The best coffee I find tends to be from an independent specialist outlet. The one or two people running it have better quality control over the smaller volume of beans which in some cases they roast in house. Without having to pay a third of the cost of a cup in franchise fees they are usually cheaper. These outlets don't have the brand recognition of a large chain and rely on word of mouth and regular customers to stay in business. They don't bother with gimmicky caramel soy mocca lattes topped with whipped cream and generally deliver a better product.

I only buy coffee on trips away as I have a machine at home and refuse to pay franchise outlet prices for something I can easily make myself for a third of their price. I must have saved thousands by bringing my own coffee to work.

evansb
25th Sep 2016, 01:54
It is easy to differentiate the taste of Tim Hortons, McDonalds and Starbucks coffee. Easy.

Carbon Bootprint
25th Sep 2016, 18:03
McDonald's have gone after people using the name MacDonald's, but in Scotland Mc and Mac are regarded as different names.I guess that's typical big company behavior, but my original question remains unanswered.

If, as MarcK said:
the apostrophe in Tim Horton’s is an exclusively English punctuation mark ...and that is why there cannot be a Tim Horton's in Quebec, why is McDonald's apparently allowed an exemption to the law?

obgraham
25th Sep 2016, 20:33
if there cannot be a Tim Horton's in Quebec, why is McDonald's apparently allowed an exemption to the law?
As I understand it, no judgement in Quebec outlawed TimHorton's. In fact the rules say that if your brand is a family name and used elsewhere, it can retain the apostrophe. So McDonald's is not a violation.
Evidently TH was told they might be in violation, and changed their branding before any such determination.
Their argument is that it is a trend in English branding also. As in "Boots" and a raft of other company names throughout UK.

tdracer
26th Sep 2016, 15:18
In a blind taste test could anyone really tell the difference between a cup of coffee from any of these outlets ? Grind beans, pass hot water through under pressure, add hot milk.
Leave the milk out and you'll taste the difference...:rolleyes:
I never cease to be amazed at people that bitch about how bad American coffee is, as they dump large quantities of milk and sugar into their "good European" coffee to make it tolerable :ugh:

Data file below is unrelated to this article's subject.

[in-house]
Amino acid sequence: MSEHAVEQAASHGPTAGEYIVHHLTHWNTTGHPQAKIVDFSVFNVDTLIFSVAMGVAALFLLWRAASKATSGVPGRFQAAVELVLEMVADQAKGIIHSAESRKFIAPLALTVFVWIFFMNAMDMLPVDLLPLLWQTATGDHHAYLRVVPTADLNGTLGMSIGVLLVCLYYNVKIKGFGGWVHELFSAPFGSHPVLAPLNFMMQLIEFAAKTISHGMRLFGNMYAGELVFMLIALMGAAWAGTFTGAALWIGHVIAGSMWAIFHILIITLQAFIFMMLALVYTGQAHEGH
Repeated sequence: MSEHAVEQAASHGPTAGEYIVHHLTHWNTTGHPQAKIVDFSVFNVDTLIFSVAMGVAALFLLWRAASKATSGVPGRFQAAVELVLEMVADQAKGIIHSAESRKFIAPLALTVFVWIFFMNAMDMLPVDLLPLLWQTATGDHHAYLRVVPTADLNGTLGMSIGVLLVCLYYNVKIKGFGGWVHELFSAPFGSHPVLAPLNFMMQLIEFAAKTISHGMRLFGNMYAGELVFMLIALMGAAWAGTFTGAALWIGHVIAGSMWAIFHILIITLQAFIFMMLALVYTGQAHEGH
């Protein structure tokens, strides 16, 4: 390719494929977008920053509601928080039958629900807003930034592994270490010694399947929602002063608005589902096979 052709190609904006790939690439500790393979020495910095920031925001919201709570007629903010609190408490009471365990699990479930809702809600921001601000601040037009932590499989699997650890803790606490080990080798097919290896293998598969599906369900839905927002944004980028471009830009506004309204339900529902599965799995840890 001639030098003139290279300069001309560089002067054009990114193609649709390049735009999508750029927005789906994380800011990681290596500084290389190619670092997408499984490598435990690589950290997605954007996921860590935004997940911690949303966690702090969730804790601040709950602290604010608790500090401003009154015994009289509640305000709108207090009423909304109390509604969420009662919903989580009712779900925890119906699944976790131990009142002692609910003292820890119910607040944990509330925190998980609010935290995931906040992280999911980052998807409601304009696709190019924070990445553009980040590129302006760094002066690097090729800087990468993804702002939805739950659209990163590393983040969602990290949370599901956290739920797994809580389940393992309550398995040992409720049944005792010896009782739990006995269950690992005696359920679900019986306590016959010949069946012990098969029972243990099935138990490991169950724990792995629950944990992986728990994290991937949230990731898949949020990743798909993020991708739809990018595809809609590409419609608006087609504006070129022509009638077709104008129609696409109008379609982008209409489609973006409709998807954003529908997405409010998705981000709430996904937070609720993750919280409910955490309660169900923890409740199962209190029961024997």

ExXB
26th Sep 2016, 17:59
Tdracer, most of us have our expressos, or ristrettos, black without sugar, or other sweetners. The only thing you should put into coffee is a biscotti.

Coffee here is a drink to savour after a meal. Not before, or during.

And of course, we have loads of expats around that drink it by the gallon with milk, cream and sugar. But we laugh at them.

tdracer
26th Sep 2016, 19:03
ExXB - I'm not talking about an after dinner espresso, I'm talking morning coffee (e.g. breakfast). Maybe I frequent the wrong places when visiting the UK or Europe, but I'm often the ONLY one at the table that doesn't add something to their coffee. Heck, in the UK, a morning coffee break often wasn't even proper brewed coffee - it was instant :eek:
BTW, while I also enjoy an after dinner coffee/espresso, I seldom indulge since it's pretty much a guarantee that I won't be able to sleep :rolleyes:

meadowrun
26th Sep 2016, 19:18
One of the nicer things about coffee is that everyone can have it as they like it. It doesn't care. However there are limits...


"The more complicated the order, the bigger the asshole. If you walk into a Starbucks and order a ‘decaf grande half soy half low-fat iced vanilla double-shot gingerbread cappuccino, extra dry, light ice, with one Sweet ‘n Low and one Nutra Sweet…ooooh, you are a huge asshole."


George Carlin

ExXB
26th Sep 2016, 20:11
The U.K. is not Europe! (Thank goodness).

A café au lait (renversé in Geneva), or a cappuccino is another story. I never add sugar, it simply isn't needed. But the blend of expresso and heated milk is another of life's pleasures.

And never, ever order one of these after 1200.

Geordie_Expat
26th Sep 2016, 21:19
Always one day in Preston, someone ordered a double latte blah-di-blah-di-blah, whereon the guy behind the counter turned and call out "One milk coffee". I thought the customer was going to cry. I did, with laughter.:D